Alice Winocour’s moving French drama Revoir Paris has been given the wistful-sounding English title Paris Memories. But the more accurate translation – “Seeing Paris again” – better addresses something literal and figurative in the emotional state of its main character: not a traveler or visitor, but a French woman tragically rediscovering her city.
Over the course of a day we meet Mia (Virginie Efira), a Russian translator. The day begins with an Akerman-esque window view of Paris rooftops and includes an appearance on a radio station where we interpret interview responses from a ballet director. That evening, her doctor friend (Grégoire Colin) is called away at dinner and Mia heads home on her motorbike, only to escape to a busy bistro when a downpour begins. As the pace mysteriously slows and we watch what Mia is doing — a group celebrating a well-dressed man’s birthday, tourists taking selfies at another table, the sleeveless back of an elegant woman — the noise of the merry patrons cuts through shots interrupted. Suddenly, Mia is lying on the ground, surrounded by death, trying to survive. Then the screen goes black.
Months later, Mia bears a scar on her side. But the details of what turned out to be a coordinated terrorist attack have faded from her mind, save for the flashes and eerie visions triggered by a restarted routine from which she feels increasingly distant, as if she were a spectator incoherent past. One day, as she drives past the restaurant on her motorbike, something persuades her to go inside. She learns of a support group that meets there for survivors and loved ones, tethered hikers searching for missing parts, and recognizes a shared experience.
A young girl, Félicia (Nastya Golubeva Carax), asks Mia if she remembers her parents who never made it home. Mia is attracted to the birthday girl, a banker named Thomas (the wonderful Benoît Magimel), who is now on crutches but infuses his ramshackle vulnerability with humor and rugged charm. However, a visibly distressed survivor said Mia did nothing that night to help others. Though the accusation doesn’t jibe with Mia’s slowly returning memories, it’s another signal to her that the rebuilding process is arduous, incomplete, and fragile enough to be approached with understanding above all else.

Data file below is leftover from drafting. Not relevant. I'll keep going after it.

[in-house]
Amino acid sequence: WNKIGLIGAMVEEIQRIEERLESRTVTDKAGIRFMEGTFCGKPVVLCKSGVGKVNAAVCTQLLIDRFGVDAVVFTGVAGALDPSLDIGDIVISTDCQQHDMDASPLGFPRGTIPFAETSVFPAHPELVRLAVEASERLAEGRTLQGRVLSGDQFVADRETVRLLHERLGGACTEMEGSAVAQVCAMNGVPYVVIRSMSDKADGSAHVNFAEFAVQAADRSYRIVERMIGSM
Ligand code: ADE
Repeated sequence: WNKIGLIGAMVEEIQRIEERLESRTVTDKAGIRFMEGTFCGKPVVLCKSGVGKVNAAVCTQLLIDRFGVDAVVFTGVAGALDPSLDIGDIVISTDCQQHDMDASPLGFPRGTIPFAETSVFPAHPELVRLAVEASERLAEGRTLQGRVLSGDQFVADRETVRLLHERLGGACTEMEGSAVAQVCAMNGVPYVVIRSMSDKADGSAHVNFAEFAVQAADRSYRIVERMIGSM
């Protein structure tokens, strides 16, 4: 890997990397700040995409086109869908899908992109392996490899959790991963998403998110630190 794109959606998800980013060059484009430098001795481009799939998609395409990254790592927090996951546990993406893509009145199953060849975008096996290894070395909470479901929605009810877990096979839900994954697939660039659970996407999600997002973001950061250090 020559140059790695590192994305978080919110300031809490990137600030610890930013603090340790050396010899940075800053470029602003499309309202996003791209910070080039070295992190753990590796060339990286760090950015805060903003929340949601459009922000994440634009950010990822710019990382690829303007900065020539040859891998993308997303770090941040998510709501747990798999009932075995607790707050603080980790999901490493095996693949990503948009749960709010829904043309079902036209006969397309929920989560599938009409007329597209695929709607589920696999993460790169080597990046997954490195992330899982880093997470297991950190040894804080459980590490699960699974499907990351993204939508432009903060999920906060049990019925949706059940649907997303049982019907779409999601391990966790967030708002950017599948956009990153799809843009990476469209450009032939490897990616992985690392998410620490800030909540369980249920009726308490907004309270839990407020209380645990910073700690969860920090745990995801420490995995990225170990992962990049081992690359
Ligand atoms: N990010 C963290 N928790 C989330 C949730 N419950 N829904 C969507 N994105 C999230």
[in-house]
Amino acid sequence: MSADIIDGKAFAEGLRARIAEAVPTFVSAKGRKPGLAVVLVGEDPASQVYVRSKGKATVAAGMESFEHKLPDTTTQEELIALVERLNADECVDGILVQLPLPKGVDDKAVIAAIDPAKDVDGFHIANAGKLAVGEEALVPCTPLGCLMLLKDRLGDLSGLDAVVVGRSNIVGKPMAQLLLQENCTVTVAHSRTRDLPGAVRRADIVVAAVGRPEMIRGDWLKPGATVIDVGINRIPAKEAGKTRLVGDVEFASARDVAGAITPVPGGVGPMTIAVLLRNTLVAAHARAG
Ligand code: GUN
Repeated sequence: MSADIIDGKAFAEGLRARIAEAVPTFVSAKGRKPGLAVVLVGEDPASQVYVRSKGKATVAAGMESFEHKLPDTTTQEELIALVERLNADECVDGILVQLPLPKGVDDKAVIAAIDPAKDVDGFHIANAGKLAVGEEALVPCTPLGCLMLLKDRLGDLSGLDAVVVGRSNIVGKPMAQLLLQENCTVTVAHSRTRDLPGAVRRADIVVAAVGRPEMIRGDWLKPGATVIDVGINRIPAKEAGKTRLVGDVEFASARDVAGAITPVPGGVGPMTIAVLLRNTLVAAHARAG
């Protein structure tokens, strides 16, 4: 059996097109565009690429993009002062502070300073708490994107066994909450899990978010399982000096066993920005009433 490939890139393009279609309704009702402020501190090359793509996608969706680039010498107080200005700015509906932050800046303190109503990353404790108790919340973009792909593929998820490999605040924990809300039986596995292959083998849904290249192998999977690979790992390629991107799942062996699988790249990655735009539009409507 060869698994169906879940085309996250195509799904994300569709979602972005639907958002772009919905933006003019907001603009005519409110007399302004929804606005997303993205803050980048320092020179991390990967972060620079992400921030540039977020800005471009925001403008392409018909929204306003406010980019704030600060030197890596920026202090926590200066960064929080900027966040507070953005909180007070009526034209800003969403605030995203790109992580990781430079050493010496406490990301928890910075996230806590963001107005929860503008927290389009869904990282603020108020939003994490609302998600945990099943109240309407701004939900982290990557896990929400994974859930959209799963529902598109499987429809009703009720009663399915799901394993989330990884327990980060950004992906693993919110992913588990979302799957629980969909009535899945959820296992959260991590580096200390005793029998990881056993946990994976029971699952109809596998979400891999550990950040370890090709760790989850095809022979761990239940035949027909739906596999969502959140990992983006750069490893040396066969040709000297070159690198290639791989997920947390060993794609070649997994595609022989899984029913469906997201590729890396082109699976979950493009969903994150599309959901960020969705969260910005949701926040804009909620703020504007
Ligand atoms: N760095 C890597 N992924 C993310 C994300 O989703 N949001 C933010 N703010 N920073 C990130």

This is also Winocour’s concern to refine a story of tragedy and healing inspired by her own connection to a survivor of the Bataclan mass shooting in Paris in November 2015. (Her screenwriters are Marcia Romano and Jean-Stéphane Bron.) Such a first-person empathy for the fundamentals of recreating a forever-changed life, Revoir Paris carries through its revelations and distractions, from the distant gaze that Mia has behind her lets in – a quiet, powerful key to Efira’s smart, mobile performance – interludes being narrated by other survivors about the degree they seek.
Mia is about balancing a broken relationship with the allure of a possible new one, a storyline that oscillates uncomfortably between sharpness of detail and an unfortunate predictability. However, the place where it all takes place is an sonic/visual enrichment – Paris, captured in all its sensual intimacy and roar through Stéphane Fontaine’s cinematography and Anna von Hausswolff’s touching score. When Winocour stages the soothing beauty of Monet’s The Water Lilies at the Musée de L’Orangerie, the art gets the superstar cameo treatment.
Most poignantly, however, compassion and insight mingle in Mia’s restless urge to find the stranger (Amadou Mbow) behind the hand that held her hand that night in the frightened darkness, an act of connection – practically directing – from which she believes he saved her life. It is this journey that makes Winocour truly heartbreaking: a tale of the Paris that hides in plain sight, a life of struggle, necessity and perseverance that doesn’t need shared agony and headlines to spur others to embrace it to contemplate its fullness. In this soulful shift from the confusion of repair to the fullness of renewal, Revoir Paris is at its most powerful and dramatizes what it can mean to survive the unimaginable – and see the world with new eyes.
In French with English subtitles
Duration: 1 hour, 44 minutes
Play: Begins June 30th at the Laemmle Royal, West Los Angeles